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Estimating Story Points

A couple of days ago I found myself describing how to estimate the size of a story. It was coming out in my own words, without references. It felt... right.

One agile approach for "sizing" up a task is to use a relative scale to describe a mixture of effort, complexity and uncertainty.

1pt - Oh I know what that it is, and exactly how to do it.
2pts - Oh that's about twice as hard as a 1.
4pts - Twice as much effort again.
8pts - Hmmm, there's some tricky bits in there I'm not sure about, but know someone who knows.
16pts - A few unknowns in there. I can't be confident about what's involved.
32pts - Need more information before I can begin to estimate what's involved.
64pts - Epic. No way we could do that in one sprint. We need to break this down into smaller pieces, but we can do that later if it's not a priority.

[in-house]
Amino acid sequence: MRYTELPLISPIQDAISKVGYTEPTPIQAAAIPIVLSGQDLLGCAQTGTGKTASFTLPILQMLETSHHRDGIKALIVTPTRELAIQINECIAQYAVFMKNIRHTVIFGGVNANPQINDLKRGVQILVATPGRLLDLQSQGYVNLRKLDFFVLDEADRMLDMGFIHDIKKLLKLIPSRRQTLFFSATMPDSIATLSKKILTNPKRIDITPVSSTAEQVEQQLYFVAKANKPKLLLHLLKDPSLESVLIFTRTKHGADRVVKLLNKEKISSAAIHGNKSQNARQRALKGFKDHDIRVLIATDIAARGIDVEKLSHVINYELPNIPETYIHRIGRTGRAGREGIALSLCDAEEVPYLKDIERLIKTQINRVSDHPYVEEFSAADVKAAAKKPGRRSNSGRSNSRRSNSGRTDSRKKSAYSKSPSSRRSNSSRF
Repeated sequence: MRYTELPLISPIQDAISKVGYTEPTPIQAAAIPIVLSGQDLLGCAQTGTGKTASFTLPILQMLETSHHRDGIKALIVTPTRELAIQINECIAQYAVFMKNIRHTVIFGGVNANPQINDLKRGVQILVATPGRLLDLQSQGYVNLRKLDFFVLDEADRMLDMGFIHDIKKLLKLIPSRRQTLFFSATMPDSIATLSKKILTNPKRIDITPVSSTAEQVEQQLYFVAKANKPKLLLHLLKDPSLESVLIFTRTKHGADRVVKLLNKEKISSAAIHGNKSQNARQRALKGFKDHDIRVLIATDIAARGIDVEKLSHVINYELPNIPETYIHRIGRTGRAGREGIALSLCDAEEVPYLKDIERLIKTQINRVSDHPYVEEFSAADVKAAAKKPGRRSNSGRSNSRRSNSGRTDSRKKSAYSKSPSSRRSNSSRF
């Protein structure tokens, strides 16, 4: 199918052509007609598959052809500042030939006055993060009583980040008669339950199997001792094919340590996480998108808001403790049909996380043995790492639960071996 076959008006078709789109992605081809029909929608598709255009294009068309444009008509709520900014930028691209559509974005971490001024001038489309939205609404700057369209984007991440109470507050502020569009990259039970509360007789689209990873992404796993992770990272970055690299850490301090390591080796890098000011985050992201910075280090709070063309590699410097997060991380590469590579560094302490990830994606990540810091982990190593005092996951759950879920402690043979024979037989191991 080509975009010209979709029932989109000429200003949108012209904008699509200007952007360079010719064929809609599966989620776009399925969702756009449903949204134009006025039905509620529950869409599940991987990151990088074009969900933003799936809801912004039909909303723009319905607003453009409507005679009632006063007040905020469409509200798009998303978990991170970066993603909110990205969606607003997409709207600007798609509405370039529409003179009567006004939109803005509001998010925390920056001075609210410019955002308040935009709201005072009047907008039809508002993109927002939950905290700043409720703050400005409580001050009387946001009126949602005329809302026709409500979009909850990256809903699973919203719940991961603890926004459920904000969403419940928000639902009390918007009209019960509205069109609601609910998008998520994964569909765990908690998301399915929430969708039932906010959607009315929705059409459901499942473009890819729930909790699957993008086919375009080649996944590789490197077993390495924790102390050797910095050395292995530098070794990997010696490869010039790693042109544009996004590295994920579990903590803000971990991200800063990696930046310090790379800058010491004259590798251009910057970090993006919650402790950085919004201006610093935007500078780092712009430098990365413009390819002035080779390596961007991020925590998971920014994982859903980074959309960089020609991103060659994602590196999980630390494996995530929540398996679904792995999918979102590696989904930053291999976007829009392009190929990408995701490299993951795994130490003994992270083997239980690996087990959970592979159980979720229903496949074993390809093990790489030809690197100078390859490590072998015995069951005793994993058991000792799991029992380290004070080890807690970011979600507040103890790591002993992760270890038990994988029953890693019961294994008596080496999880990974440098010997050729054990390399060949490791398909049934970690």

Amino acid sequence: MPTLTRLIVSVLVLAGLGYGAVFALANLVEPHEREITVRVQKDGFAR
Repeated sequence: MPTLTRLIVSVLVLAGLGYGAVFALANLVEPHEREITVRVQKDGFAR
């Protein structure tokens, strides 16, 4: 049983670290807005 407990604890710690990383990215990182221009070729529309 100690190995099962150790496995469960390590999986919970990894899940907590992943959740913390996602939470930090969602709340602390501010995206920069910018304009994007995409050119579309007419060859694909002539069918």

Swap out unknowns for complexity. If a task is understood but complex, the chance of error is higher, as is the need for greater review and testing. Build that in when estimating. Don't devalue review and quality assurance, they are critical steps to agile success.

It also makes sense to add points to stories known to be simple but incredibly time-intensive. A simple, but tedious and repetitive task introduces risk because the person doing it may get tired, bored or hungry. Tired, bored, hungry human beings don't produce their best work. Again, you will need to factor in additional time for review and testing by someone with fresh eyes, or break that task down into smaller steps.

It's way too easy to get caught up matching Story Points to time, especially when doing quotes or reconciling budgets. Story Points are best for helping a team and their product owner to focus on what can be achieved now, in this sprint. Keeping it real.

What do you think?

Image: Shamelessly "borrowed" from http://www.powerhouse360.com/2012/03/story-points/ <= also a good post on this topic!